- In September 2013, many film-related news outlets reported on some plot details revealed by the site Bleeding Cool, who supposedly got their hands on Nathanson’s early screenplay. Here,
- The first version of Carina was actualized, still as the daughter of Barbossa but rather as a love interest to Jack, not Henry (who does not appear)
- The Bermuda/Devil’s triangle is first mentioned
- And, here’s the rub:
It’s this character, a former member of the British military now sided with Barbossa on a revenge mission, that gives the film its title.
- Later that year, Moviepilot reported (in a page that is now sadly gone) that the original script was to have Cortes’s undead crew who cursed the treasure in the first film show up again to harass Jack and Barbossa. They were going to team up with Will, now the Captain of the Flying Dutchman, to end their reign of terror. They also mentioned that once they had scrapped the Will idea, they moved onto ghost pirate Captain Brand. Brand more or less made it into the final product, however, as he was given only a name and country change in the form of Captain Salazar when Christoph Waltz, who had been cast as Brand, had to drop out of the project.
- In 2014, I found a piece of IMDb trivia on the DMTNT page that read as follows:
“This will be the first Pirates of the Caribbean film to have Johnny Depp (Jack Sparrow), Geoffrey Rush (Captain Barbossa), & Jack Davenport (James Norrington) teaming up together.”
All of this said, the strange appearance in Rossio’s screenplay, the concept art, the numerous mentions of Norrington’s reappearance in the franchise… I can’t help but wonder if this was a legitimate plan.
This therein begs the question of if we could see any of the elements from this unused screenplay coming back into the franchise? After all, unless something even more drastic happens to our lead actor in the coming years (TBD), #6 is rip-roarin’, ready to go. They’ve got a team, they’ve got a director, they’re good to go. According to the film’s IMDb page at the time of this blog’s writing, Rossio is back as a co-writing credit with Nathanson, not just “screen story.” He could very well bring some of this back in.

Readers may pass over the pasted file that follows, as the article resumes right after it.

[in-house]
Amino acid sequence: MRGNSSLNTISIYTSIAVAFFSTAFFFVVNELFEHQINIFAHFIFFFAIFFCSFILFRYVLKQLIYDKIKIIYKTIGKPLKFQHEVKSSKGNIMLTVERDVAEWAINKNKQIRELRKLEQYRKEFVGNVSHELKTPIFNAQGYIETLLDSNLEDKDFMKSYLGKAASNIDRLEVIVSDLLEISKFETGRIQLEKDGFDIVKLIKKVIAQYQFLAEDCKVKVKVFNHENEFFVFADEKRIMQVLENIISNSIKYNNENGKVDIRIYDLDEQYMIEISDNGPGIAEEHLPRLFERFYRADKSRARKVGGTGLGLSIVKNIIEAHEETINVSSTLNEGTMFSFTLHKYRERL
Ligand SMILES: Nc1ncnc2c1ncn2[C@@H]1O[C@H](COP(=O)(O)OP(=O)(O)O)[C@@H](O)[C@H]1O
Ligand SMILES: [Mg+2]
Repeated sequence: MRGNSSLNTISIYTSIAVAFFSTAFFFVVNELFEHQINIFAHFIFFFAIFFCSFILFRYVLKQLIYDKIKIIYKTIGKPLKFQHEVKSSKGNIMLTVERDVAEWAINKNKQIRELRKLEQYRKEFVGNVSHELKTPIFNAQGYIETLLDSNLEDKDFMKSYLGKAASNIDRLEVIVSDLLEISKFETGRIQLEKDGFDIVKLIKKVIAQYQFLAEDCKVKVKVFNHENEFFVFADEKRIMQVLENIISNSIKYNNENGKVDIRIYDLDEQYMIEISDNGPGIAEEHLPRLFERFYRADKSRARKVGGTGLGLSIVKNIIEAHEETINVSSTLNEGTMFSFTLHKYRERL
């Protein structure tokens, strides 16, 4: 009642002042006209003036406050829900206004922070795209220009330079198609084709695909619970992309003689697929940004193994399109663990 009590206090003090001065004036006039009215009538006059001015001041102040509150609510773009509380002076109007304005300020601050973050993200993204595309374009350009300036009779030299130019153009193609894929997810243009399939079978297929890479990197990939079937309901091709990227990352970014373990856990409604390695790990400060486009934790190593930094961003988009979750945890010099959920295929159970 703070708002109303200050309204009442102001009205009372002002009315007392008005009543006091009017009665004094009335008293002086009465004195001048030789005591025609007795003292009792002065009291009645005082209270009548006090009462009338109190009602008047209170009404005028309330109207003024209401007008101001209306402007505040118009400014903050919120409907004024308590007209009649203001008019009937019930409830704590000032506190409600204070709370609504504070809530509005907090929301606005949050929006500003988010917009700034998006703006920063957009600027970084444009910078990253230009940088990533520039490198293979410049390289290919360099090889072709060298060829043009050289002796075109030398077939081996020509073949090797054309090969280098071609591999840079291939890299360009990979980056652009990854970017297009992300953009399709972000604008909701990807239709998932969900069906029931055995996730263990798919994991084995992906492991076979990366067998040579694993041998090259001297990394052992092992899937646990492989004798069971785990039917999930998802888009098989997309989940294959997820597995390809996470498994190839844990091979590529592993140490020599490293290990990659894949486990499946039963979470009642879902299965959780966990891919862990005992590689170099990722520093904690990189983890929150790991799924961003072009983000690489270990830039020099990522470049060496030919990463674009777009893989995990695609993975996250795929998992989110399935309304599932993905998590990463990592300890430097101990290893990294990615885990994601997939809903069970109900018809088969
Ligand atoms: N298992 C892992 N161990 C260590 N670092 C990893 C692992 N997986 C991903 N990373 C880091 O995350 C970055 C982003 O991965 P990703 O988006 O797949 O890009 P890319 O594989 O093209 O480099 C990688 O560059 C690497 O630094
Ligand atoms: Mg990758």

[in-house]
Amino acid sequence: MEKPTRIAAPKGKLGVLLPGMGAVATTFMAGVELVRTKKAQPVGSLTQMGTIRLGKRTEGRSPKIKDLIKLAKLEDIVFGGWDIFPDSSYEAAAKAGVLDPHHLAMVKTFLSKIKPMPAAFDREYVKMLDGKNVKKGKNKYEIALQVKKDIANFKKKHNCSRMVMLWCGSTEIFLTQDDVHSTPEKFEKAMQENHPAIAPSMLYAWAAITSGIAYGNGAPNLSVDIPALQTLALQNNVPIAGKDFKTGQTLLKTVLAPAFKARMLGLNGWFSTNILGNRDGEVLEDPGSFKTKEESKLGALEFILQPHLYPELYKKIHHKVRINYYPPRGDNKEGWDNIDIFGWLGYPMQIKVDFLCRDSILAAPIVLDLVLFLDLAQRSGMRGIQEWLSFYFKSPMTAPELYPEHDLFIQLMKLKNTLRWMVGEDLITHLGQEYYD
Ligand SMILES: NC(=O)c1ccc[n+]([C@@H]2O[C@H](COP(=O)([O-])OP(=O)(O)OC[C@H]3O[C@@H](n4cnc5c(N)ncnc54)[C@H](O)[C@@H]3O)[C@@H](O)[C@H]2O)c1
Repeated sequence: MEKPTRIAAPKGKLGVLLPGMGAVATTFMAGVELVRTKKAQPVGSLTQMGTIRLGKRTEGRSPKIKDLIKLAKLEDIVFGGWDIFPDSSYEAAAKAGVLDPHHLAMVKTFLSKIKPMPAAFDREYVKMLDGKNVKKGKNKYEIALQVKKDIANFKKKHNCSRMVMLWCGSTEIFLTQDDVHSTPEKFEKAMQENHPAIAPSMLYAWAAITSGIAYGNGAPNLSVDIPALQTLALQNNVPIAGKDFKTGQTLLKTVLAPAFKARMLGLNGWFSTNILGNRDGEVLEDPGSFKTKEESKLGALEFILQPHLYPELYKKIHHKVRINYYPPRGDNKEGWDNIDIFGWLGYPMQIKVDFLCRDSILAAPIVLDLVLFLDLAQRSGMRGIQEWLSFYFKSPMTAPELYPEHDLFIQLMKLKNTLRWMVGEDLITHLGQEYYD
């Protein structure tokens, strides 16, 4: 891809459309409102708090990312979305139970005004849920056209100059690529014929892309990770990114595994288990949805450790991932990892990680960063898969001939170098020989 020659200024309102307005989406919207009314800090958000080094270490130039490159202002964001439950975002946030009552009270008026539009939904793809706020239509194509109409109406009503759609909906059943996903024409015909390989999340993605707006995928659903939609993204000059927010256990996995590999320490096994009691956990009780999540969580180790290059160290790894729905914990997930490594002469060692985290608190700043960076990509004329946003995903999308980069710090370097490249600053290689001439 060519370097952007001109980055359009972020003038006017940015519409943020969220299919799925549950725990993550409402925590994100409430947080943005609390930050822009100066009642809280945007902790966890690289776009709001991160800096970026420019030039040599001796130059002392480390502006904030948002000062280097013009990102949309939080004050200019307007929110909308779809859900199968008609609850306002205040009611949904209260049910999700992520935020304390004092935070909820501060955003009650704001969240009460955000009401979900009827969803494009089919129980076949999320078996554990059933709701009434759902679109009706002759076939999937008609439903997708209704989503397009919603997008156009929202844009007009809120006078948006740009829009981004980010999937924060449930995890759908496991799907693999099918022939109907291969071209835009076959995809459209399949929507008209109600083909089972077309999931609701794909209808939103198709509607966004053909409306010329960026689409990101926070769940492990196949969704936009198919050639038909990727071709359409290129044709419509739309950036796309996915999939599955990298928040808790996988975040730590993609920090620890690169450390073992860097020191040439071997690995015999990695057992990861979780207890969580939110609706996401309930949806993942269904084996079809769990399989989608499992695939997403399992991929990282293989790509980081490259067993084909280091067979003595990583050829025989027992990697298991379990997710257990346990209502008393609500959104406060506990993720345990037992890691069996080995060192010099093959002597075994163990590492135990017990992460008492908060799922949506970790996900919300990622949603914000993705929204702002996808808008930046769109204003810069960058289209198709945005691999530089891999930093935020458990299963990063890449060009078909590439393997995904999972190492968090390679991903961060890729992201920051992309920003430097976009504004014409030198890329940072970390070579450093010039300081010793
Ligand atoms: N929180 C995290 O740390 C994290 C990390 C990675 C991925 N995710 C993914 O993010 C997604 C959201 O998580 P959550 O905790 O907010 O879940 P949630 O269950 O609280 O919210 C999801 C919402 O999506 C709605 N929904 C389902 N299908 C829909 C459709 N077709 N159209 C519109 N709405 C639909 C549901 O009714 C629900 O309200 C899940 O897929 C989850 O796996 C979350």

Though Jones is presumably back (and apparently might need to be recast, which I am not okay with), could we see a female villain? How about an intimidating sea serpent? Could Norrington make a reappearance? What about the old crew, or Philip and Syrena? And, most importantly, would Keira Knightley and Orlando Bloom be willing to come back for a larger role in this one (oh please oh please…). Only time…and money…and scheduling…and casting will tell.
Admittedly, I wasn’t a huge fan of what DMTNT turned out to be, but in reading this early draft, I was fascinated by some of the changes and held more appreciation for the final product as a result. In the meantime, all we can do is keep a weather eye on the horizon for whatever the future of this franchise has in store.
Header image and concept art image found online, created by artist Didier Konings. The remainder of his work can be found on his website, https://www.didierkonings.com. All gifs from giphy.